Last week, on February 9th, President Biden hosted a roundtable meeting with executives from electric utility companies throughout the U.S. to discuss the benefits and drawbacks of his Build Back Better plan and what it may mean for the future of clean energy. Among the attendees were executives from Edison Electric Institute (EEI), PNM Resources, American Electric Power Co., DTE Energy Co., Avangrid Inc., Ameren Corp., Exelon Corp., Southern Corp., Duke Energy Corp., Edison International, and senior officials from Biden’s administrative staff.
Here are some of the key takeaways from the meeting and how they may impact utilities at your property if the Build Back Better act becomes law.
Utility Costs Will Decrease and “Carbon-Free” Will Be Closer
One of the core objectives of the BBB act is to lower utility costs by shifting to cleaner, more sustainable solutions. As such, the climate-related portion of the plan includes consumer rebates and tax credits, loans and grants, and corporate incentives. And while there were some suggestions for improvement, such as alternatives to normalization and new tax credit recommendations—many of the meeting’s attendees agreed that, even in the current state, the act could successfully meet that objective.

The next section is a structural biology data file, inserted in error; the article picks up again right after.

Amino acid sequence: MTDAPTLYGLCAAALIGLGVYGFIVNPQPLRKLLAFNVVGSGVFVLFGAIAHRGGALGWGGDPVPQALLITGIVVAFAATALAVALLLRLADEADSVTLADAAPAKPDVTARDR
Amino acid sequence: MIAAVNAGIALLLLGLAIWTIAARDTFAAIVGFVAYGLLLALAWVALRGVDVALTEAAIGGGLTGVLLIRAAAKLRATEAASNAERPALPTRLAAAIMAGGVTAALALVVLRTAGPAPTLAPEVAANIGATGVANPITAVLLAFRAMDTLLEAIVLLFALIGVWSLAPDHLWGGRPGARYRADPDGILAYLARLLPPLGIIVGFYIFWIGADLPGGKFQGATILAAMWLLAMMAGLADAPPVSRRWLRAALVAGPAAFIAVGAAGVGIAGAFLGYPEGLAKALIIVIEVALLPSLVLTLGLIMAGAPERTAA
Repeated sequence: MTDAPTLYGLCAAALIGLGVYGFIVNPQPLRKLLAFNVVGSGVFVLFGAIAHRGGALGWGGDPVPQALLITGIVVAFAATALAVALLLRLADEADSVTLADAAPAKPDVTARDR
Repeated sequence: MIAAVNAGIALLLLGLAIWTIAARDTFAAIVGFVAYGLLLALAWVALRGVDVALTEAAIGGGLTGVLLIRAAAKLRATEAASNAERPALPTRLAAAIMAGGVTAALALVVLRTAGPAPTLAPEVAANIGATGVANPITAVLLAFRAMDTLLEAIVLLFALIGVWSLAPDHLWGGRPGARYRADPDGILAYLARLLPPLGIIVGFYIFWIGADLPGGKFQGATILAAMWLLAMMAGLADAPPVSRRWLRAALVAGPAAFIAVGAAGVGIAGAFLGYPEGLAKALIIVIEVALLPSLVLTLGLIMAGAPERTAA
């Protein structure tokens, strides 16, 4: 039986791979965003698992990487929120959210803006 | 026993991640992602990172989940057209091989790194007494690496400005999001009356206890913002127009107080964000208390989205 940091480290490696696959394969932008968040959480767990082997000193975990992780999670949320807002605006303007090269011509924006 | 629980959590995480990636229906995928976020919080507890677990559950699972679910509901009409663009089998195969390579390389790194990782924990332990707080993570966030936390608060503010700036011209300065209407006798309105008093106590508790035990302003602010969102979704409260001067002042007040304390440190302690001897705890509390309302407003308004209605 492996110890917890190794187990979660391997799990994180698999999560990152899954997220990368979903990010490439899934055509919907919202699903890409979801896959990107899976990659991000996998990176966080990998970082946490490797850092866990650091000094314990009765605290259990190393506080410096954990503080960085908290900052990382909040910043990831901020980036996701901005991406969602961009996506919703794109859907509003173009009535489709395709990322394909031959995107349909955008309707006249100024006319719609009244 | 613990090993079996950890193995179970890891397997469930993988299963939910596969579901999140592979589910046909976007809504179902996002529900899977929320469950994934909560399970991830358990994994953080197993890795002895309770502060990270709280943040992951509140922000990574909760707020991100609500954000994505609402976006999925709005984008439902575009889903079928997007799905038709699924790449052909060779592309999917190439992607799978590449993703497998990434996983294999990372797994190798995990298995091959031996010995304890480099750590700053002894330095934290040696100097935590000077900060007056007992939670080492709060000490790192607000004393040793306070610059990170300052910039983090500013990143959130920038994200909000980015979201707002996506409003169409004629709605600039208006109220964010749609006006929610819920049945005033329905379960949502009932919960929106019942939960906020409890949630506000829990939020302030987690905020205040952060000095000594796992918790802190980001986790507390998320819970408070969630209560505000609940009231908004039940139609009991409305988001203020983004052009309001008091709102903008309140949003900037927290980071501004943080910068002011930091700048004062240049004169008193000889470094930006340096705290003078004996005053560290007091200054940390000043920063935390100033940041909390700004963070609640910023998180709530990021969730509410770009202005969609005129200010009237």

- Patricia Vincent-Collawn, CEO of PNM Resources: “This legislation is going to allow us to be carbon-free sooner, gives us renewable portfolio standards, allows us to securitize to keep costs down for customers.”
- Lynn Good, CEO of Duke Energy: “As I look at the number of megawatts of renewables we’ll add, there’s a comparable number of storage megawatts we will also add over the next decades. And the tax credits that you have included would be an important part of lowering costs.”
- Tom Kuhn, President of EEI: “The clean energy tax policies that we discussed would allow electric companies to accelerate the clean energy transition while preserving electric reliability and affordability for the customers and communities we serve.”
To highlight an example of the potential savings that can be found from similar sustainability initiatives, Biden asked Nick Akins—the Chairman, President, and CEO of American Electric Power (AEP)—to talk about AEP’s current expansion of wind and solar and its impact on consumer costs. Akins stated that AEP is expected to have the largest wind power project in North America operational by the end of the first quarter. “About 1,000 megawatts in Oklahoma. And it’s going to save customers about $2.2 billion dollars over the life of the agreement.” Akins then continued, “for us, it’s really an opportunity to bring these kinds of resources in, lower costs to customers, and be able to move toward a clean energy future.”
Resilient Storage and Transmission Is a MUST
A second objective of the BBB act, which was brought up at multiple points of the meeting, is the improvement of storage and transmission of resources.